- Appeal Panel Upholds NCAA’s N33.5m Sanction Against FirstNation
The Nigerian Civil Aviation Authority has said a five-man appeal panel has upheld the sanctions it imposed against FirstNation Airways Limited.
The NCAA had in February fined the airline and one of its pilots N33.5m for violating safety regulations.
According to the NCAA, the panel’s decision was contained in the report it submitted at the conclusion of its sitting.
The regulator said FirstNation Airways had filed an appeal following a Letter of Sanction written to the airline on January 23, 2017.
The NCAA had explained at the time that it discovered during a ramp inspection of FirstNation’s Airbus A319 aircraft with registration mark 5N-FNE at the Nnamdi Azikiwe International Airport, Abuja, that the pilot was not in possession of a current medical certificate and neither was it readily accessible.
The NCAA said in a statement signed by its General Manager, Public Relations, Mr. Sam Adurogboye, on Sunday, “After the exercise, it was discovered that the Pilot-in-Command was not in possession of a current medical certificate. In addition, the airline similarly rostered the pilot to carry out operational flights when obviously his medical certificate had expired.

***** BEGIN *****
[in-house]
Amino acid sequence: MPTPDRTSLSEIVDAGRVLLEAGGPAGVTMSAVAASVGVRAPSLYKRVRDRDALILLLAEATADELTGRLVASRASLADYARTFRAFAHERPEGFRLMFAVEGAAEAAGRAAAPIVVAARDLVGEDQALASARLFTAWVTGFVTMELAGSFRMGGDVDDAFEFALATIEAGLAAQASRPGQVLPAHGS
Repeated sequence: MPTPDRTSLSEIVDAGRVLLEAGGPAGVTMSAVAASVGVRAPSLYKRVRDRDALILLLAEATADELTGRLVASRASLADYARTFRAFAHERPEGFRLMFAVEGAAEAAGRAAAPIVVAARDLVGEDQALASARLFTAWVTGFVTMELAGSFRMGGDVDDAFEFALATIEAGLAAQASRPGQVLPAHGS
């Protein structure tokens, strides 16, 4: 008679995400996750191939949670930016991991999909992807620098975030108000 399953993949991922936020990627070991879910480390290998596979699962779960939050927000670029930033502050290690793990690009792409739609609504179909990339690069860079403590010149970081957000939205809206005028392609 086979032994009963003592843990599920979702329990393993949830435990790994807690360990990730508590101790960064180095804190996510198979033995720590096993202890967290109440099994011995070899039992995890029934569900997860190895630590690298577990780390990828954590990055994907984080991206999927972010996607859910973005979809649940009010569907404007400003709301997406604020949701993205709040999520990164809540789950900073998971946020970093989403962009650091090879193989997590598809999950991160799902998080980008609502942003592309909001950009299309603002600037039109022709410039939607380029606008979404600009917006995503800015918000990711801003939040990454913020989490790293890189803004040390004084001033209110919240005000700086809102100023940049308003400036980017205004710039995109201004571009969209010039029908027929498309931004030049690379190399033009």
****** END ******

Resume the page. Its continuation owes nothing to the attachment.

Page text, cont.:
“Therefore, the airline and the pilot violated Parts 126.96.36.199(a), 188.8.131.52(1), 184.108.40.206(a) (1) and 220.127.116.11(a) (24) of the Nigeria Civil Aviation Regulations (Nig.CARs) 2015.”
Adurogboye said the airline and its pilot were consequently fined N32m and N1.5m, respectively as moderate civil penalties for the violation.
The airline filed an appeal to the NCAA in disagreement with the reported violations and sanctions, necessitating the constitution of an appeal committee of three airline operators, a private legal expert and officials of the agency as observers.
Adurogboye said, “After four days of sitting, submissions and deliberations, the panel upheld and reiterated the applicable sanctions meted out to the airline and its pilot.
“It arrived at conclusions in agreement with the NCAA findings prelude to the application of sanctions.”
According to the report, the pilot was not in possession of the licence during the ramp inspection and did not have a valid licence, but operated 15 flights, while the airline rostered him 16 times.
“The PIC operated with expired license from November 2 to 8, 2016 and there all indications that the airline knew the PIC did not have a valid licence. This is a very serious safety issue; therefore, the moderate sanctions applied by the NCAA were reasonable under the circumstances,” Adurogboye added.